Humphrey Taylor is Chairman of The Harris Poll. Prior to joining Harris, Taylor worked in Britain where he conducted all of the private political polling for the Conservative Party and was a close adviser to Prime Minister Edward Heath in the 1970 campaign and subsequently to Margaret Thatcher. After a year of debate, in which health care policy was covered in the media almost daily, very few people are even moderately well informed about the details of the proposals for health care reform. But many of them have strong opinions. Most people, our data would suggest, are confused, conflicted, clueless and cranky: confused because of the complexity of the many issues that are on the table; conflicted because they often favor policies that are mutually contradictory; clueless because they don’t know, let alone understand, most of what is being proposed; and cranky because Washington has failed, yet again, to provide a health reform bill they like.
The mind-boggling complexity of the system and the proposed reforms provide plenty of opportunities to attack the proposals, however unfair or unreasonable they may seem to advocates of reform. Critics say the proposed reforms would lead to a government take-over of the system, higher taxes, less choice, lower quality, higher unemployment and rationing.
Confused? One huge problem is that the American health care “system,” as it is euphemistically called, is fiendishly complicated. Health insurance coverage is provided by Medicare, Parts A, B, C, D, Medicare Advantage, Medicaid, employers and their insurance plans, the V.A., D.O.D., FEHBP, SCHIP, WIC, the Indian Health Service, community clinics, HMOS, PPOs, and the individual insurance market. There are state regulated and ERISA plans. Important federal government health care agencies include HHS, CMS, AHRQ , CDC and NIH. There are solo, small and large practices, single and multi-specialty groups, and integrated medical systems. Hospitals and doctors employ huge numbers of people at great expense to figure out how to get reimbursed by insurers, Medicare and Medicaid, and how to deal with uncompensated care.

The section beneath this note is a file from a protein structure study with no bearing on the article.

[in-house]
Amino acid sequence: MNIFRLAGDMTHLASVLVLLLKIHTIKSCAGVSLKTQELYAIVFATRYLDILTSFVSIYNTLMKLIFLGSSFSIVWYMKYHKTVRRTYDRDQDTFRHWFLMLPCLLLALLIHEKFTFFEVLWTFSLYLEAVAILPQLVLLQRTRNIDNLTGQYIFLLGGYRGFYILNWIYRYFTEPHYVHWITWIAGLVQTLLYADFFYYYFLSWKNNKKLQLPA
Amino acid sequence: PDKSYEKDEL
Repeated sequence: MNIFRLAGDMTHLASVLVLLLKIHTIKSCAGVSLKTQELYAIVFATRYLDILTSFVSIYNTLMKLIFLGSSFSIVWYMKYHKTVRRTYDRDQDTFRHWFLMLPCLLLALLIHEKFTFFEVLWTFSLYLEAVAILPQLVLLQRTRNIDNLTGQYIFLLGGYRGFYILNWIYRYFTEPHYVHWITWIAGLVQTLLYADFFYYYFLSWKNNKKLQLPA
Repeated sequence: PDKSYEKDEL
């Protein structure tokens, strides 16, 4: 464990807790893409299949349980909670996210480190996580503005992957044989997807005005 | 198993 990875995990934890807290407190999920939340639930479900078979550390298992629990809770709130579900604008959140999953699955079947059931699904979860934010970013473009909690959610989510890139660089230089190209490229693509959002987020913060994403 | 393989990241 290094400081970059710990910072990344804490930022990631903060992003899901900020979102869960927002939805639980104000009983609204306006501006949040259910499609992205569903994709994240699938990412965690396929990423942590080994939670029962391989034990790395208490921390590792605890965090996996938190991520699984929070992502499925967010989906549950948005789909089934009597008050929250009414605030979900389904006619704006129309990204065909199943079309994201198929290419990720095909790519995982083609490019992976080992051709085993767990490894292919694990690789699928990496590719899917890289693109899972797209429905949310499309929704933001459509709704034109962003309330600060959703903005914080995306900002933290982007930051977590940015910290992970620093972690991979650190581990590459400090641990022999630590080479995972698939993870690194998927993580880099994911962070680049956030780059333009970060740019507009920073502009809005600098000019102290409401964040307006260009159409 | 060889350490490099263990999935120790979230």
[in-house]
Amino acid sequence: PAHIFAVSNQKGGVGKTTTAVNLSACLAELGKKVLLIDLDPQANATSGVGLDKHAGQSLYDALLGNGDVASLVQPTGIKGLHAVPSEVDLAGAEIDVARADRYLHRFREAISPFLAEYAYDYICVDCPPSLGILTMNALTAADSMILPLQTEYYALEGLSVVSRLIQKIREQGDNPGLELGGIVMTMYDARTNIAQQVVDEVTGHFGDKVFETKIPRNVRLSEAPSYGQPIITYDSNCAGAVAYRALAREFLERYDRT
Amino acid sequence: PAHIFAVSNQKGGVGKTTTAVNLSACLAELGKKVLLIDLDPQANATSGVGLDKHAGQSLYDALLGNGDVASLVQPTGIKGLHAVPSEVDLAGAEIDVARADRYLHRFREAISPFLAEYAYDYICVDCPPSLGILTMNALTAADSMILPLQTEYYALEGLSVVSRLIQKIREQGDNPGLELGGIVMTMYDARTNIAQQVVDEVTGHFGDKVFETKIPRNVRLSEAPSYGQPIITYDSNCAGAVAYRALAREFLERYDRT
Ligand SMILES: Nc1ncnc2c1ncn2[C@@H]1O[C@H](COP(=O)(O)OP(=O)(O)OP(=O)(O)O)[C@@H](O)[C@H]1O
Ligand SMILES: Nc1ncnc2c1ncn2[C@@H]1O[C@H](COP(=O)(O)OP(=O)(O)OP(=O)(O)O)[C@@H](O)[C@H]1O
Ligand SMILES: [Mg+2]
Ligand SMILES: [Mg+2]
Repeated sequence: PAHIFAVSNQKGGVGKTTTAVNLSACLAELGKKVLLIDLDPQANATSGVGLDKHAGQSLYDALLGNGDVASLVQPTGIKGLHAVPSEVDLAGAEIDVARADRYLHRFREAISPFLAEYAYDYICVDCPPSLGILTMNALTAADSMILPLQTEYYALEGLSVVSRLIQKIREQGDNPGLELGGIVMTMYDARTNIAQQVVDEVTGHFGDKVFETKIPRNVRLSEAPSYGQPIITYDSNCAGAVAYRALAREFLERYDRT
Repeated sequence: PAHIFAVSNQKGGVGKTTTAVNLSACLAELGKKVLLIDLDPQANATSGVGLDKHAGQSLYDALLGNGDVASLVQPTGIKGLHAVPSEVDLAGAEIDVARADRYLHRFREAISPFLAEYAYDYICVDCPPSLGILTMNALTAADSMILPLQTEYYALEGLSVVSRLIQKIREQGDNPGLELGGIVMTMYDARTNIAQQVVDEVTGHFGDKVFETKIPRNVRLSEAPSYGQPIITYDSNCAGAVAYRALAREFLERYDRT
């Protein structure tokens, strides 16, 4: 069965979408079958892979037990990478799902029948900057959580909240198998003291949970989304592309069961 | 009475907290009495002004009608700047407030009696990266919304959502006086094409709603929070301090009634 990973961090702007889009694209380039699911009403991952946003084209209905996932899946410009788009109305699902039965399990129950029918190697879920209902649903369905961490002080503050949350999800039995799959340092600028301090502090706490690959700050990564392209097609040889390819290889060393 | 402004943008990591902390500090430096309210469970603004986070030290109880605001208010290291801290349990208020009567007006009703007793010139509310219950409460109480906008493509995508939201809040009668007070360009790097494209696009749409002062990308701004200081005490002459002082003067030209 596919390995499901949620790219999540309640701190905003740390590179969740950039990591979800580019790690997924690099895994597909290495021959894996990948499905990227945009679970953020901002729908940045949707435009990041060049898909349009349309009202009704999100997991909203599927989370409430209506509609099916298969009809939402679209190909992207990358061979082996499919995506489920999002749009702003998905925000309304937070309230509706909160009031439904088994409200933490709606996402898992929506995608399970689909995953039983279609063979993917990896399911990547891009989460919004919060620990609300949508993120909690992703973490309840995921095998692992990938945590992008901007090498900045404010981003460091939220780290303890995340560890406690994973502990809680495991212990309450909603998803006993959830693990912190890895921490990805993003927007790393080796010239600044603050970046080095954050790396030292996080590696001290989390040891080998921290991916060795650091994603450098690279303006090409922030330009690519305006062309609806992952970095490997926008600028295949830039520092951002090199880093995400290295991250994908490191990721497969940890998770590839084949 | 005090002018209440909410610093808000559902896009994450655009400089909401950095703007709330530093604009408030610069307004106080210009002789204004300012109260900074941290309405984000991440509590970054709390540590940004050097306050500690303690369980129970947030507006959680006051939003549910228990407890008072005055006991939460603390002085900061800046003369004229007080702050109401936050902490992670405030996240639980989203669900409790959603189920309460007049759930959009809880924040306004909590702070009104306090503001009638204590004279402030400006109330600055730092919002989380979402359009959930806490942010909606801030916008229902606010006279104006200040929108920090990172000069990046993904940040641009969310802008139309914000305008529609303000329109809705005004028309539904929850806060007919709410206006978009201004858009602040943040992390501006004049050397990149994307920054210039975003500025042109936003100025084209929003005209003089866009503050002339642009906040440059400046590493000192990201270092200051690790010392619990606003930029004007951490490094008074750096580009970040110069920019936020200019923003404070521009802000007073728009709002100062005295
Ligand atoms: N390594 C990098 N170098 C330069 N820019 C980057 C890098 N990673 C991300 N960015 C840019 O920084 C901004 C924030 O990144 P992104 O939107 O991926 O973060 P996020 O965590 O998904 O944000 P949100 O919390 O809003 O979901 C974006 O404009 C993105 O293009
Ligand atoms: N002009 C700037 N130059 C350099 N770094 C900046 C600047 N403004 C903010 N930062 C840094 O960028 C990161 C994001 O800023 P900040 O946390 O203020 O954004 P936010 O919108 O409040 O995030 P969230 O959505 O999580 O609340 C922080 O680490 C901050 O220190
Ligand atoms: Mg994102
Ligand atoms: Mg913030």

Physicians are paid on a fee-for-service basis, by capitation, and by salaries, and can receive bonuses and pay-for performance incentives. These payments come from thousands of different health plans, each with its own rules as to what is reimbursed and how.
Complexity of reform proposals
A benign dictator who wanted to reform the health care system might decide to scrap it completely and replace it with a simpler system that would be much easier to understand, much less expensive to manage and much easier to improve. But most Washington watchers who understand the politics of health care policy believe that this is politically impossible. Too many powerful interests are involved. Therefore, most major reform proposals with significant support build on the system we have now rather than replace it. They would keep employer-provided insurance, private sector health insurance, Medicare, Medicaid, the V.A., the D.O.D., and the other third-party payers. They would keep the many government agencies that manage and regulate different parts of the system.